- iRacing.com Announces iRacing 2.020,175
- Dave Kaemmer Comes Clean on Dirt13,057
- iRacing.com to create virtual McLaren MP4-12C GT312,065
- Release Notes for 2012 Season 311,408
- Scanning What’s in Store for iRacing with Tony Gardner10,526
- The iRacing.com Protest System – May, 201210,321
- Building the iRacing System 1018,988
- Improving the Sound of iRacing7,616
- iRacing.com to Build Digital Honda for New Super GT Series7,372
- Two New Cars and Two New Tracks Coming to iRacing Soon6,752
- Dave Kaemmer Comes Clean on Dirt
- iRacing.com Announces iRacing 2.0
- The iRacing.com Protest System - May, 2012
- Scanning What’s in Store for iRacing with Tony Gardner
- iRacing Poll on Possible Championship Points Structure Changes
- How to Survive a Legends Race
- The Full Monte
- iRacing.com to create virtual McLaren MP4-12C GT3
- iRacing to Build Virtual RUF RT12R
- 'Shootout' Time Trials Coming To Indy 500
by David Allen on April 9th, 2012
Years ago when I started sim-racing the idea of hooking a steering wheel to a computer and driving a car on the screen was a stretch of the imagination for many. It was kind of like wearing your favorite cartoon character’s pajamas to bed: it wasn’t discussed in public or at the family reunion your parents just hoped one day you’d grow out of it. While most of us did grow out of our favorite cartoon pajamas and stop wearing them, sim-racing has become more main stream, more widely accepted, and even recognized as a sport by professional racing organizations.
When something becomes popular everyone starts thinking of ways to make money off of it, and sim-racing is no different. In terms of the iRacing service, the more it grows the more the third party support grows for products to make racers more comfortable and to make the simulator feel more like a real life experience. While I would love to personally use or endorse all products out there, it’s just not financially possible. But I would like to discuss a few products that I have used or supported.
Let’s start with comfort. Sitting in the kitchen table chair is for eating not racing, as your body will remind you after 50 laps. Besides we all want that authentic “in the seat feel” right? While many sim-racers out there have fabricated their own racing rigs, for those not as mechanically skilled a few options do exist. The one I recommend is the Obutto Gaming Cockpit. The United States distributor for the Obutto system is Main Performance PC, owned by sim-racing fanatic Michael Main. For just under $400 dollars you can get the base model which comes with a fully adjustable racing seat, steering wheel and shifter mounts, single LCD monitor mount, swiveling keyboard and mouse tray, and pedal tray. That’s enough to get the average sim-racer comfortable and on the track. Other accessories are available such as triple monitor mounts, lap desks, and flight stick mounts for those flight simulator fans out there.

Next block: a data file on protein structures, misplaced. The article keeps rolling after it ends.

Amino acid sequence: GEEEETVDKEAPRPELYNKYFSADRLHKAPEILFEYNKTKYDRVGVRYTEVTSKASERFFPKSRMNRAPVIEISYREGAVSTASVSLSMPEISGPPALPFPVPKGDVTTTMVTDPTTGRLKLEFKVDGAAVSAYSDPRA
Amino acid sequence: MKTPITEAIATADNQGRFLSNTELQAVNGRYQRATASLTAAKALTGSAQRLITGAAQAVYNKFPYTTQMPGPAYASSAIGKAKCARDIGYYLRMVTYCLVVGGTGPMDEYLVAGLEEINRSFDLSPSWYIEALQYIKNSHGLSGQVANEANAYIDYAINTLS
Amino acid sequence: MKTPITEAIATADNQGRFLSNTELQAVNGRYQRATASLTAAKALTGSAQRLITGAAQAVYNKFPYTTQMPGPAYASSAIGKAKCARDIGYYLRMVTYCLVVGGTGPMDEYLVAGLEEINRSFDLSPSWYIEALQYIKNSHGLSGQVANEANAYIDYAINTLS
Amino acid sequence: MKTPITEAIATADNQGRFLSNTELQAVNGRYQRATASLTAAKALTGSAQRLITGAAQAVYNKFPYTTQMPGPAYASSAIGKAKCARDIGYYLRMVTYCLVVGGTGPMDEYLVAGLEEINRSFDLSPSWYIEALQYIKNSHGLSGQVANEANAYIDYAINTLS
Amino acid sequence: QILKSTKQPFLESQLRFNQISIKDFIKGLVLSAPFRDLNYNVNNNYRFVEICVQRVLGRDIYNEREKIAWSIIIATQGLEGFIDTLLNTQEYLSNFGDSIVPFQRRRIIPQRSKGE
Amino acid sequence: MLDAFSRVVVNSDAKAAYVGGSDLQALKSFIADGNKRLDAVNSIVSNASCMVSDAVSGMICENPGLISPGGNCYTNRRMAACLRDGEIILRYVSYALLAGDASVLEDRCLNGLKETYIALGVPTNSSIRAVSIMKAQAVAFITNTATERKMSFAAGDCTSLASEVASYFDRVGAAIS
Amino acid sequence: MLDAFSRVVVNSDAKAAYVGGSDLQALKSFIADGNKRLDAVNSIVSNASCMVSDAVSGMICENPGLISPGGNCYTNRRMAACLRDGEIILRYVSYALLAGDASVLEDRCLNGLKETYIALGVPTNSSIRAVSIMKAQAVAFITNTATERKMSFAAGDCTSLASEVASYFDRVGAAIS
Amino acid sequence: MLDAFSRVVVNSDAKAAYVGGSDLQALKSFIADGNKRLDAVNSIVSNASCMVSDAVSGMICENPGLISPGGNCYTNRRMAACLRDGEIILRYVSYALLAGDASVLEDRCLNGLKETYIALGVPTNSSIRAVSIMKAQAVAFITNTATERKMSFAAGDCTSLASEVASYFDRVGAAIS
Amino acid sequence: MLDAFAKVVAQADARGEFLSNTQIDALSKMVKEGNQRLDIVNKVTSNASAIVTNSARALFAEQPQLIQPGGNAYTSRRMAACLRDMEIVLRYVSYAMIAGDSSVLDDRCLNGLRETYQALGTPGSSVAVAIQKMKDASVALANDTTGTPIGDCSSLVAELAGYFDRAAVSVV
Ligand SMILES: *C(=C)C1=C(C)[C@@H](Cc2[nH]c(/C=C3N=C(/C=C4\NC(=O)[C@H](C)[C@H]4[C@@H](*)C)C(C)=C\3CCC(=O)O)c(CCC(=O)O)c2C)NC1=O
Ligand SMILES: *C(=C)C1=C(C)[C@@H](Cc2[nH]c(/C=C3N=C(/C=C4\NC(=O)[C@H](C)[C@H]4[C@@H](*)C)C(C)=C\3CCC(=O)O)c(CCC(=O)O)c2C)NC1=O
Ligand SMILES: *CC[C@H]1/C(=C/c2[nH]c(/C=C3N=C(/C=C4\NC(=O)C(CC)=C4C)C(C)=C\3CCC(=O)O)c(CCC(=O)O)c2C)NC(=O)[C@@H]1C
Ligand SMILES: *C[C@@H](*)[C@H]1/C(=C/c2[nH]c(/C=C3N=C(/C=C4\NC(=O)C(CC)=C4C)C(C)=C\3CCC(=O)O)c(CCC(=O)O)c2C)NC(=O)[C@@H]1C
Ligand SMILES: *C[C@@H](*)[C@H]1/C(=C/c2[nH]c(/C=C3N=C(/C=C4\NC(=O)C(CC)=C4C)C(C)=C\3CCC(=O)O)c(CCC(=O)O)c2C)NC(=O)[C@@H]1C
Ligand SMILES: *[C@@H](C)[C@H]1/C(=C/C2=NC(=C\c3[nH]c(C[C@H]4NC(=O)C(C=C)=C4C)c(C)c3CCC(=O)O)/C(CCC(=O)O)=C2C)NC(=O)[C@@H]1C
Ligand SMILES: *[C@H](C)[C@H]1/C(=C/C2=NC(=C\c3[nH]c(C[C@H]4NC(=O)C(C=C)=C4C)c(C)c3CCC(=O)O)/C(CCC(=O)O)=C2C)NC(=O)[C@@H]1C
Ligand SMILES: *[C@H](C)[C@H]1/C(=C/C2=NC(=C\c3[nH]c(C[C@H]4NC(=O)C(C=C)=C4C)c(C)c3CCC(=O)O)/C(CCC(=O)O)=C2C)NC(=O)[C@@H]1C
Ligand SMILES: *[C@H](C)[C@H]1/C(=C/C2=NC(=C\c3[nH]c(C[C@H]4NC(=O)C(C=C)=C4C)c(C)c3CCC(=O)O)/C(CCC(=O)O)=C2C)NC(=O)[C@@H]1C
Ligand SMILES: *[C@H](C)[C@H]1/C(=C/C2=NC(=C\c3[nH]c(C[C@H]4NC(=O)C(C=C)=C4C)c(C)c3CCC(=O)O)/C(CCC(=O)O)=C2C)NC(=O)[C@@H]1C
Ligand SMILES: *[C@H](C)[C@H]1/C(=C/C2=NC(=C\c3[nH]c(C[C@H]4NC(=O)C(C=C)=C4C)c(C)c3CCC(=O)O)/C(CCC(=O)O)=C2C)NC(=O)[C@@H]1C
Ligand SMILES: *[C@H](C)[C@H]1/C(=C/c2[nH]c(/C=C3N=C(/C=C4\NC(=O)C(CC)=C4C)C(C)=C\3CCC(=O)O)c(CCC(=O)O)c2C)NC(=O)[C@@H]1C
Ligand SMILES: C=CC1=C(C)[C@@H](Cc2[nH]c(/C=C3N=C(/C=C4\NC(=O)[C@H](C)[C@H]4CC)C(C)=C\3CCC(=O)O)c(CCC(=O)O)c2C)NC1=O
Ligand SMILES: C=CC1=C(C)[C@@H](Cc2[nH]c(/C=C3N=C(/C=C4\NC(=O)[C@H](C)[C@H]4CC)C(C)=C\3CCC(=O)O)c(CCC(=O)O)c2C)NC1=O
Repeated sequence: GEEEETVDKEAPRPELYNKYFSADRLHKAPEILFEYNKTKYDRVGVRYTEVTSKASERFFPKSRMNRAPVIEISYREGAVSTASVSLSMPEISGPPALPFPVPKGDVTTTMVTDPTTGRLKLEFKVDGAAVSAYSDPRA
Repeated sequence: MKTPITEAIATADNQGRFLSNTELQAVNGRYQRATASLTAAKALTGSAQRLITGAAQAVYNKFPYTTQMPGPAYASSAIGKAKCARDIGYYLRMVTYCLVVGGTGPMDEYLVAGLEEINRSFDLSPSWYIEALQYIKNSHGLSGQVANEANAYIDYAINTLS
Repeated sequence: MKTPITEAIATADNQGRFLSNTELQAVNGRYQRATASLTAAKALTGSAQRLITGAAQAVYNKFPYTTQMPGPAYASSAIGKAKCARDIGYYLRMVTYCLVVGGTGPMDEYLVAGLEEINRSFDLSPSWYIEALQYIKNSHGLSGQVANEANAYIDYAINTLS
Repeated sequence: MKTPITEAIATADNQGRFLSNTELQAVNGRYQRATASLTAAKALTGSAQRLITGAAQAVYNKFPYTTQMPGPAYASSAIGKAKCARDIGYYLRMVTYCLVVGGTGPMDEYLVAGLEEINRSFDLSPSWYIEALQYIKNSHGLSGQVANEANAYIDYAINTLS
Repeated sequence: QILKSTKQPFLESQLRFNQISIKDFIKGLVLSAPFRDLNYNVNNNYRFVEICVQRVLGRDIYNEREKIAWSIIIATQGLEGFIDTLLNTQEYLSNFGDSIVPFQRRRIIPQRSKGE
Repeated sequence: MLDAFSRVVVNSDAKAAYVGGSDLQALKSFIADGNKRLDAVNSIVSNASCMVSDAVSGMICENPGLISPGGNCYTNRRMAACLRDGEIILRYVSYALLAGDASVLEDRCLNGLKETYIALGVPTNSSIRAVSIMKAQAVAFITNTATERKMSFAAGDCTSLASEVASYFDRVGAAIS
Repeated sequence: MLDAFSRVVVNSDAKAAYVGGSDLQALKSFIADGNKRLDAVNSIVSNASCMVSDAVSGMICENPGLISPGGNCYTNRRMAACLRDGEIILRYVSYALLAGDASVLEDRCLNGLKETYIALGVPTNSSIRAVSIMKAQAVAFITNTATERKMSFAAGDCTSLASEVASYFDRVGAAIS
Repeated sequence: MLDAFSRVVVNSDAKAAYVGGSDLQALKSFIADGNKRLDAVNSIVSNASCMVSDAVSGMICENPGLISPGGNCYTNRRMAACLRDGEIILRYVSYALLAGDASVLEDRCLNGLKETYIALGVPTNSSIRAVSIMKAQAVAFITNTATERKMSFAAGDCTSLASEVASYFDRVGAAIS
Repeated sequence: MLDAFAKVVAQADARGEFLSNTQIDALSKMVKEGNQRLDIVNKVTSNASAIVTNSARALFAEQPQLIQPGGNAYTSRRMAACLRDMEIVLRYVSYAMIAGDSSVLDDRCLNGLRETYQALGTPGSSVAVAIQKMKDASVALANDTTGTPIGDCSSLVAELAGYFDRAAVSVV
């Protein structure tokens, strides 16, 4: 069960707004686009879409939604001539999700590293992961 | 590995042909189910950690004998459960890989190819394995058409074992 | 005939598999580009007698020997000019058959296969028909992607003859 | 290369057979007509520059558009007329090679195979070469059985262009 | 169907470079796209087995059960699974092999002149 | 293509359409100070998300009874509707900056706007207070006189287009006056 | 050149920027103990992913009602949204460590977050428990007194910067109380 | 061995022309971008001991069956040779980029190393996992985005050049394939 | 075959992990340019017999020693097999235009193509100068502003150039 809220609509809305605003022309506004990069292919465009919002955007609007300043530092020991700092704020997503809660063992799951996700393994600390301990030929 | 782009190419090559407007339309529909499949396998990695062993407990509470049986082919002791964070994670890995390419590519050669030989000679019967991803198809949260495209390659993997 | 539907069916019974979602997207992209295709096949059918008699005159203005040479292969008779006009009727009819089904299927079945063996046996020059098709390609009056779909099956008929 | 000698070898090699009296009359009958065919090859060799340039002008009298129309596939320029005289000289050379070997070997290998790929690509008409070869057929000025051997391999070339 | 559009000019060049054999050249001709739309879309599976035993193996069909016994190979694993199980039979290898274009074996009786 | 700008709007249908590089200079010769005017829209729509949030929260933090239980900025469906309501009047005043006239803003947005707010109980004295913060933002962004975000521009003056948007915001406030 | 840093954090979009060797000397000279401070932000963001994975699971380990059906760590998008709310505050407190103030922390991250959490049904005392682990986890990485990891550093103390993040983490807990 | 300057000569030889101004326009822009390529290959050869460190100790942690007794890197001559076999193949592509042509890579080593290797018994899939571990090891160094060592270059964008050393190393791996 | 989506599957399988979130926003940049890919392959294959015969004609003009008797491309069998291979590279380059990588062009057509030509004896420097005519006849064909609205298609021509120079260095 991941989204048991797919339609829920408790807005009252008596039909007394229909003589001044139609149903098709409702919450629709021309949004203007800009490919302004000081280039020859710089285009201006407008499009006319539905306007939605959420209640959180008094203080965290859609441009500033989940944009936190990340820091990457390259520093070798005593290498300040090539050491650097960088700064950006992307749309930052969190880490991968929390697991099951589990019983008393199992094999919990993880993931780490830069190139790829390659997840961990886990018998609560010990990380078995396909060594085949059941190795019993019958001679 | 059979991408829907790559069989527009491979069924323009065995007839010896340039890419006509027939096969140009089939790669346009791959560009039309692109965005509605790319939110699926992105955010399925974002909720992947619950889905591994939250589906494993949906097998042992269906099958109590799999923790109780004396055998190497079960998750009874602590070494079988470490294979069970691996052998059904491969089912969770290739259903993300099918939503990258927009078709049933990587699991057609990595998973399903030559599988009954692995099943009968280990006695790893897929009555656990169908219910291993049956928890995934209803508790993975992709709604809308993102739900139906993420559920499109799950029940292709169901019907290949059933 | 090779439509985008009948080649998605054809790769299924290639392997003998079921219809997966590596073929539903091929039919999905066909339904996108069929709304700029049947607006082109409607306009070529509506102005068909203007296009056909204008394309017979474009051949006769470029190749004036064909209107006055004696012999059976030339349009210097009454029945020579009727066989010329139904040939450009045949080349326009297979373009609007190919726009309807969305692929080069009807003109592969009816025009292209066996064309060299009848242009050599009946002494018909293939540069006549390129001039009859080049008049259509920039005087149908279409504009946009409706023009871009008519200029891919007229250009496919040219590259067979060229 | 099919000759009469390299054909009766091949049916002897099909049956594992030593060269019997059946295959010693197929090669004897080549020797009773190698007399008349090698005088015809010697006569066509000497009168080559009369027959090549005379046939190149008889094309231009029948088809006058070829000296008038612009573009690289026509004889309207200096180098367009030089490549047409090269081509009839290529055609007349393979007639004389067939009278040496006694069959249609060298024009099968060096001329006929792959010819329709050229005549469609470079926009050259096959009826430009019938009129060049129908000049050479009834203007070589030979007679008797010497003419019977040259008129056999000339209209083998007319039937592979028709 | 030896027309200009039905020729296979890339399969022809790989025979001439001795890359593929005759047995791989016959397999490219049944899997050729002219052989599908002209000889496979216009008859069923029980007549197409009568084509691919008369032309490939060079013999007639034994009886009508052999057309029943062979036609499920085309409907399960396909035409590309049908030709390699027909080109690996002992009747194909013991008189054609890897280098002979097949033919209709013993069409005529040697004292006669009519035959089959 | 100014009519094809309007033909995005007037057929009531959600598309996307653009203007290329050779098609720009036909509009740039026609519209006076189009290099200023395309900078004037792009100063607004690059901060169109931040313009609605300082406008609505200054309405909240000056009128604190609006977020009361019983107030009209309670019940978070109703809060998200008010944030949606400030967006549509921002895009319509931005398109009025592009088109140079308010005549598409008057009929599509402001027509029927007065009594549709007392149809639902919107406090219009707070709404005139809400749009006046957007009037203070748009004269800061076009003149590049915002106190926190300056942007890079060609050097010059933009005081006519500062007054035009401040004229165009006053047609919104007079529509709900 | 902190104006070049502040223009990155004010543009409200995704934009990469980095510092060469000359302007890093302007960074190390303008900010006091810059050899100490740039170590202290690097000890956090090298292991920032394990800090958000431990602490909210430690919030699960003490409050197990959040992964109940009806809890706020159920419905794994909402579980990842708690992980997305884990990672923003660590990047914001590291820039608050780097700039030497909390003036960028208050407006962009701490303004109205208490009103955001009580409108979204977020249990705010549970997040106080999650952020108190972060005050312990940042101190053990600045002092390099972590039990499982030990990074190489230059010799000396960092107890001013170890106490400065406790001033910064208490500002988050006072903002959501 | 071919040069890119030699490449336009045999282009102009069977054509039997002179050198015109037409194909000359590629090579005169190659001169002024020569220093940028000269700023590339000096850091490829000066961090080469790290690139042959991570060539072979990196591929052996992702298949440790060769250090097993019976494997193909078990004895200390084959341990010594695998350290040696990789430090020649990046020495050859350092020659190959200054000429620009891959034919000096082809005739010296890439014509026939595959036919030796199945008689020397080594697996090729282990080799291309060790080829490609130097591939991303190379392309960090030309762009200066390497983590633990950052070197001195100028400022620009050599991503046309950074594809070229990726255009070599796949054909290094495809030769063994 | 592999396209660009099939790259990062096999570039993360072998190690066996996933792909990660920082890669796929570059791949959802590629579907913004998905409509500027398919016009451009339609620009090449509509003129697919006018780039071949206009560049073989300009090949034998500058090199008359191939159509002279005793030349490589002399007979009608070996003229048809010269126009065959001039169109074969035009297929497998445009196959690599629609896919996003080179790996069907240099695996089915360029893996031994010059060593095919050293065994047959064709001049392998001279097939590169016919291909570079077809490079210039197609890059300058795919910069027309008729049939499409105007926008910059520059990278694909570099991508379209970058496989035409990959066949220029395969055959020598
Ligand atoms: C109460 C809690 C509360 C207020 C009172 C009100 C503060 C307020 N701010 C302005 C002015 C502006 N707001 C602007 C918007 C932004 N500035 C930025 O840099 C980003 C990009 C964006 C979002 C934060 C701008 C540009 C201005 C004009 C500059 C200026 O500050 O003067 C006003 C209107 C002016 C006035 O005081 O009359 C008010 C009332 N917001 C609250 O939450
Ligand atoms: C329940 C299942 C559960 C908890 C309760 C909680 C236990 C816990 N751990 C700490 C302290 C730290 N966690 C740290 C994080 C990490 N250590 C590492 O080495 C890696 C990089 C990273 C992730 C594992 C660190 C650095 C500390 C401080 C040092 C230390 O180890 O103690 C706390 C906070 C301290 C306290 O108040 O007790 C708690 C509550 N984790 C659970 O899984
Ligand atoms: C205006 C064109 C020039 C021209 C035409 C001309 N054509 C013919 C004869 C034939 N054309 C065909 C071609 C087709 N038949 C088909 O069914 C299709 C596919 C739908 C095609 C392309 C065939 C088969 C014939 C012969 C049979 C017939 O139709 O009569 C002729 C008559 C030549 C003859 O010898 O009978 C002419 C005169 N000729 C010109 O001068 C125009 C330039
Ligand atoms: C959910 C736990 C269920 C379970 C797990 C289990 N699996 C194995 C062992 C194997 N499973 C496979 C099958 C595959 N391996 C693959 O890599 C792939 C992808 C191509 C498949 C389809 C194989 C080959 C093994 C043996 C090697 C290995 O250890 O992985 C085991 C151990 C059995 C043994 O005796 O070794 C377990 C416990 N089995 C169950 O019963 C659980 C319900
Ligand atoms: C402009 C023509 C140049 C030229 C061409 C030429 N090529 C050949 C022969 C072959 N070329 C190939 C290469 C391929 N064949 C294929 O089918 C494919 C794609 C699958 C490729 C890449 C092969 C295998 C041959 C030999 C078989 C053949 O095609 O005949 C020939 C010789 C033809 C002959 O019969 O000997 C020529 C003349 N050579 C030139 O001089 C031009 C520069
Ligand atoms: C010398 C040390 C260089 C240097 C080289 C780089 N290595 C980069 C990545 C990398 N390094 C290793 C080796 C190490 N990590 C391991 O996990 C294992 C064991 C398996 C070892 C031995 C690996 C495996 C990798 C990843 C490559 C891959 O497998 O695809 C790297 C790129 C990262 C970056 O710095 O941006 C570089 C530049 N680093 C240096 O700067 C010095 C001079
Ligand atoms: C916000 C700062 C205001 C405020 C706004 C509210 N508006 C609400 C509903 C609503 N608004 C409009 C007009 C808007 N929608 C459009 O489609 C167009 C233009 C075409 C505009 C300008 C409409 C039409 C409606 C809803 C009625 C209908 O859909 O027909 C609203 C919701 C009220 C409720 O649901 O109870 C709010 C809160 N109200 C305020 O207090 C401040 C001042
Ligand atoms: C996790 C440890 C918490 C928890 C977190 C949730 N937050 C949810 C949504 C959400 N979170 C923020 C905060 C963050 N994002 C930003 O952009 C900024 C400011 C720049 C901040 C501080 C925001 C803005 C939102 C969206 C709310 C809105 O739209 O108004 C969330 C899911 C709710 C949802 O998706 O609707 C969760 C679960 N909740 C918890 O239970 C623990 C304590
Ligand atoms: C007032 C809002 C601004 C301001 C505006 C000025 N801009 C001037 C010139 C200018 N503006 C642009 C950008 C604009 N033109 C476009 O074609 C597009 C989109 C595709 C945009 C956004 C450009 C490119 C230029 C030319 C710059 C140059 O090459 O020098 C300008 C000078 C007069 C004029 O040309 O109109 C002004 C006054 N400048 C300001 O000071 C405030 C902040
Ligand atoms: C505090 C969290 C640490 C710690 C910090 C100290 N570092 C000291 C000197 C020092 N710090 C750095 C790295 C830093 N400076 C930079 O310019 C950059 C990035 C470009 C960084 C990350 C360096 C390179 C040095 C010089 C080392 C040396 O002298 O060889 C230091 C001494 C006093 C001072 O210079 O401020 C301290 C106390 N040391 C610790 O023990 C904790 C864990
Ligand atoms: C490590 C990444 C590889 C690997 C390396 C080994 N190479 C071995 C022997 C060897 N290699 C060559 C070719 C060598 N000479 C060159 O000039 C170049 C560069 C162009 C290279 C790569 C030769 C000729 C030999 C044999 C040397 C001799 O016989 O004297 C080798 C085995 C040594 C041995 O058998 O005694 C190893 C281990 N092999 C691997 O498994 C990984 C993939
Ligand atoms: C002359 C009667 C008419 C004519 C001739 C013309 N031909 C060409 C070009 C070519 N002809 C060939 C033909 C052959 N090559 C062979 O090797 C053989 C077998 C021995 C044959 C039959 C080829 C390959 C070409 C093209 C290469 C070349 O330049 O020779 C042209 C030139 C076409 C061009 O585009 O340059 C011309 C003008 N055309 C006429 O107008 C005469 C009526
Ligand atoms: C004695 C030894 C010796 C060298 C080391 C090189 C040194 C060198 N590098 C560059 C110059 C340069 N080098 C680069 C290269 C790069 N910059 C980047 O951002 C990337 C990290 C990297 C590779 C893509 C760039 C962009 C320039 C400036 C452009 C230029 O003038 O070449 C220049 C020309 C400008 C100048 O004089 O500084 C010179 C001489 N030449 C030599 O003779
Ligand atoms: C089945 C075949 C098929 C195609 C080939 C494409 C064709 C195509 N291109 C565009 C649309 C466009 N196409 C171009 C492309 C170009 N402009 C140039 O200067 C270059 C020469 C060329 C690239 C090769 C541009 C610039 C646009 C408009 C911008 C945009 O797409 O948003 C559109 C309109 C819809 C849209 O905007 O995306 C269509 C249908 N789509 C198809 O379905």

As a side note, Main Performance PC does offer custom built gaming PCs as well as the Logitech G27 steering wheel. A sim-racer looking the complete package could visit Main Performance PC and for around $2000 walk away with an adequate setup to begin a sim-racing career.
Once you’re in the seat it’s about the extras right? Kind of like a teenager picking out the accessories to their first car. At this point we could go all directions with our discussion. Folks, there are steering wheel and pedal sets out there for sim-racing that can easily chew up the average tax refund two times over. Companies like ECCI come to mind with the 6000 and 7000 series Trackstar wheels. For the average consumer those wouldn’t be considered affordable; but for the dedicated sim-racer who wants that real weekend warrior car feel on the computer, these may be your answer.
Many who like a more authentic feel for gas and brake turn to Todd Cannon and his CST pedals. I have to be upfront with you and say that, being in a wheelchair I personally have never used his pedals, so I can’t offer personal feedback. What I can say is Todd’s setups start at just under $500 dollars, and there’s even a DIY option for the mechanical minds out there who want to make their own. I do know Todd stands behind his products and his pedals do produce the authentic feedback most sim-racers are looking for.
What’s left? Some pretty cool stuff, some high-end technology that just flat-out makes iRacing cool. When iRacing released some API code for the simulator, programmers were all smiles and applications have emerged from all directions to improve the service. I can’t name them all, but the few I rely on are iSpeed for telemetry and in-car stats. iSpeed can be run on a separate screen or device as long as it has a web browser. I also use iRaceDash which is an application for the iPhone or iPad. This allows you to see up to the minute fuel levels, speed and lap times, and even enables you to change tires with just the touch of a screen. Some of these applications are available for the Android platform as well and should be available under the five dollar mark.
Sim-racing is about what makes you as a driver comfortable and competitive; some people prefer more expensive cockpits, and some prefer button boxes. And some prefer just the mouse and keyboard. It’s an open market, and your bank account and imagination are truly your only limits. New products are being developed in garages everyday by some of sim-racing’s brightest minds. We’ll do our best to keep the ones covered here on Allen’s Wrench that make it to production.